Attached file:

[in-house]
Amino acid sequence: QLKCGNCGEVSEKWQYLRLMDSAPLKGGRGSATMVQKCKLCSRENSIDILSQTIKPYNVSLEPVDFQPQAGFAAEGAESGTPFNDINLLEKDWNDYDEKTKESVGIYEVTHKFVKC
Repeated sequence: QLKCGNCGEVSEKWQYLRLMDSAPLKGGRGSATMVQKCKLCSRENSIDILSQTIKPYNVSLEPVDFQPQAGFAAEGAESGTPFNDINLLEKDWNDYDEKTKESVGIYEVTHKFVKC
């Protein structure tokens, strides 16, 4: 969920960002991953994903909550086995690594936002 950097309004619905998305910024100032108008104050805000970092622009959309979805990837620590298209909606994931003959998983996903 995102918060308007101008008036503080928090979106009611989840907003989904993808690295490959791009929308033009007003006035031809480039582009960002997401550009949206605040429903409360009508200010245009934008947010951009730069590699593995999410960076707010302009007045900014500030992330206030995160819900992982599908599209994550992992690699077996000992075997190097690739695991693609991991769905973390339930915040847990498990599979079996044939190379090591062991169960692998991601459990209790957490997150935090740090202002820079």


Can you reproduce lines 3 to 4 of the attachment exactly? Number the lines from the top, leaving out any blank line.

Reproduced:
Repeated sequence: QLKCGNCGEVSEKWQYLRLMDSAPLKGGRGSATMVQKCKLCSRENSIDILSQTIKPYNVSLEPVDFQPQAGFAAEGAESGTPFNDINLLEKDWNDYDEKTKESVGIYEVTHKFVKC
């Protein structure tokens, strides 16, 4: 969920960002991953994903909550086995690594936002 950097309004619905998305910024100032108008104050805000970092622009959309979805990837620590298209909606994931003959998983996903 995102918060308007101008008036503080928090979106009611989840907003989904993808690295490959791009929308033009007003006035031809480039582009960002997401550009949206605040429903409360009508200010245009934008947010951009730069590699593995999410960076707010302009007045900014500030992330206030995160819900992982599908599209994550992992690699077996000992075997190097690739695991693609991991769905973390339930915040847990498990599979079996044939190379090591062991169960692998991601459990209790957490997150935090740090202002820079």